Ducks’ prospects grow familiar with shuttling between Anaheim and San Diego
Josh Mahura lets his mind drift while music pulses through the speakers of his Grand Cherokee. Max Comtois keeps his hands on his Audi steering wheel and his eyes fixed on the road in front of him. Other young Ducks players have developed their own techniques for a drive that can feel either uplifting or upsetting, and very rarely anything in the middle.
Colloquially, it’s called the I-5 shuttle – a 90-mile trek down the Southern California coast that separates the Ducks’ NHL headquarters from its minor-league affiliate in San Diego. For a club in transition, it’s the physical pathway connecting the franchise’s present to the future. And over the last two years, its next generation of players have become well-accustomed with the trip.
“You’re pretty lucky to be in that situation to be about an hour there and be traveling to come over,” Mahura said. “It makes it a lot easier.”
Up-and-comers such as Mahura and Comtois know when to leave – “after dinner,” Mahura laughed. They know which exits to take – Katella Avenue to get to Honda Center, and Route 56 to reach the San Diego Gulls’ practice facility in Poway.
Hampus Lindholm’s power-play goal tied the game late in regulation on the way to a shootout, and the Ducks rallied to beat the Rangers 4-3.
Most of all, they know how different it can feel depending on which direction they’re headed. Northbound drives represent a cherished NHL call-up, a trip usually spent alerting family and arranging ticket requests. The return swing is more somber, a voyage often occupied by reflection upon a return to minors.
“Some of the stuff that happens is out of your control,” said Mahura, a 2016 third-round pick who has been called up a team-high three times this season. “Just manage what you’re doing, whether it’s San Diego or here.”
The Ducks have made heavy use of their NHL-AHL union of late. Last year, 12 players spent at least 10 games with both the Ducks and the Gulls. This season, seven players have already made at least one round trip (called up and sent down). The latest transaction – forward Sam Carrick being optioned back to San Diego – was made official during the first period of the Ducks’ 4-3 shootout win against the New York Rangers on Saturday afternoon at Honda Center.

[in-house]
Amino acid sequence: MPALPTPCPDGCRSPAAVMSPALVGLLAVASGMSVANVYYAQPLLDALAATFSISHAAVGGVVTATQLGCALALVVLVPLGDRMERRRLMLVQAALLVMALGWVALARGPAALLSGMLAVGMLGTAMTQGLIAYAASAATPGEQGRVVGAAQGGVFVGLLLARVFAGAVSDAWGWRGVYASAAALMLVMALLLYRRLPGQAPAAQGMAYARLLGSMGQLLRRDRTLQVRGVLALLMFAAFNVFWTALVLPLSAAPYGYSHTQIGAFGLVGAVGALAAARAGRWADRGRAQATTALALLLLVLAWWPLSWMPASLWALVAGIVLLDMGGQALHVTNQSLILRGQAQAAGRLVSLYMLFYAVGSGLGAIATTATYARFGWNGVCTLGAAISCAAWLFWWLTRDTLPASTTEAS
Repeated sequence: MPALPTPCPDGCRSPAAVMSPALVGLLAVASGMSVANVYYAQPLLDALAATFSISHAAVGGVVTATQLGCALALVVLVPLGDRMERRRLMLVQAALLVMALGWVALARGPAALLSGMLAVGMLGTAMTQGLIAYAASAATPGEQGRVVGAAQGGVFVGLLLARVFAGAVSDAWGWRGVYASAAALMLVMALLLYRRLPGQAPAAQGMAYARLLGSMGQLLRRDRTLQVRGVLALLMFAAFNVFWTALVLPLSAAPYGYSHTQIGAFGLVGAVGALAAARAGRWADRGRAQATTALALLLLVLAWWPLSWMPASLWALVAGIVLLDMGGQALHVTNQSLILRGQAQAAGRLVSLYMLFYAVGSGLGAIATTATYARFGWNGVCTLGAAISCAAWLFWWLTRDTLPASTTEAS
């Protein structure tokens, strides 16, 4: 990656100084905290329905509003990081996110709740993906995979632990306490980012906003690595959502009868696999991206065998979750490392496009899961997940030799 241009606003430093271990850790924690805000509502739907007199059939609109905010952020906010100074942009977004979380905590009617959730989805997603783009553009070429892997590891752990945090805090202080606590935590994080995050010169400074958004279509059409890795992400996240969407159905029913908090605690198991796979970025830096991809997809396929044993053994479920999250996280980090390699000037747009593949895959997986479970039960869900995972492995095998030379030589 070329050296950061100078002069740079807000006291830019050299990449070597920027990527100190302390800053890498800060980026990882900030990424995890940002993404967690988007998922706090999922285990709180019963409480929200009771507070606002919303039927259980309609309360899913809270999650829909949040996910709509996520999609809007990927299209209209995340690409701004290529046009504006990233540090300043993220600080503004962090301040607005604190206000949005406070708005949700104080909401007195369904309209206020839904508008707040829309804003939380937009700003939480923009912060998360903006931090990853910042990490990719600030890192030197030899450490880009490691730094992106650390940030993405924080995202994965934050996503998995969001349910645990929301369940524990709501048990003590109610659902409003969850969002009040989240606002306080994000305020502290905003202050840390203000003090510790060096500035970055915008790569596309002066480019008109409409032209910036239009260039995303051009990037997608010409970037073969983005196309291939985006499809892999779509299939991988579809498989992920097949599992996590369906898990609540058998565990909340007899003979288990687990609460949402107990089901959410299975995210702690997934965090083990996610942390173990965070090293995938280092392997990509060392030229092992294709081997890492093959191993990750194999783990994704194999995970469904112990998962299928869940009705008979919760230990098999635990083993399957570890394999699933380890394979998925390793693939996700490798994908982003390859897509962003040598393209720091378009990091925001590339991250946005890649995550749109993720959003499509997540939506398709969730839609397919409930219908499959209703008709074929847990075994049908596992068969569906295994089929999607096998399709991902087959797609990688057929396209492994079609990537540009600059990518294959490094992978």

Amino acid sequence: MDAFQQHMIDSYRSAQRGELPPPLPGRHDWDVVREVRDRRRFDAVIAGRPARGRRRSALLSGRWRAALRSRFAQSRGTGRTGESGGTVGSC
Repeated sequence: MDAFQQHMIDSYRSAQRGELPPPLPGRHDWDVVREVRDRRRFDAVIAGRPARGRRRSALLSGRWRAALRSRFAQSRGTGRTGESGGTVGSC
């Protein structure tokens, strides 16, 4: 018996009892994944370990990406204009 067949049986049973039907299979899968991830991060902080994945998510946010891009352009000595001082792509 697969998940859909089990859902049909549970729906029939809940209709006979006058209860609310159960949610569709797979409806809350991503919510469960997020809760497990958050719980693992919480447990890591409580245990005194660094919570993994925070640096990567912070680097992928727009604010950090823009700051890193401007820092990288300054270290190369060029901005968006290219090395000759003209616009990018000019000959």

The reasons for each roster move vary. But coach Dallas Eakins, who spent the last four seasons coaching the Gulls, offers the same encouraging message to each player making a temporary NHL exit: Stay ready. For most prospects, a return to the top league is never that far away.
“Here’s what usually happens: A guy comes up from the minors and you’re the NHL coach, and the first thing you usually think is, ‘Is that guy going to cost us?’ ” Eakins said. “Because I know all these guys so well, I have no fear of putting them into any situations.”
Take, for instance, the Ducks’ “Kid Line” that played a key role Saturday afternoon. Comtois, 20, played alongside 21-year-olds Sam Steel and Troy Terry – current full-time NHLers who know the Anaheim-San Diego route well.
“For me, I really enjoyed playing down there,” said Terry, who has eight points in 32 NHL games this year after splitting last season between the Ducks and Gulls. “It’s all about mind-set. Obviously, the young guys going up and down, they don’t play huge minutes up here. When I got sent down, I was able to go be a guy on a team, play a lot. That was fun for me.”
Terry acknowledged that, in the moment, his round trips between the two cities was taxing. Hindsight, however, has allowed him to see the positives in a process the Ducks hope will fast-track a rebuild.
“I miss San Diego, I really liked living down there,” he said, before smiling. “But I don’t miss driving.”
Go beyond the scoreboard
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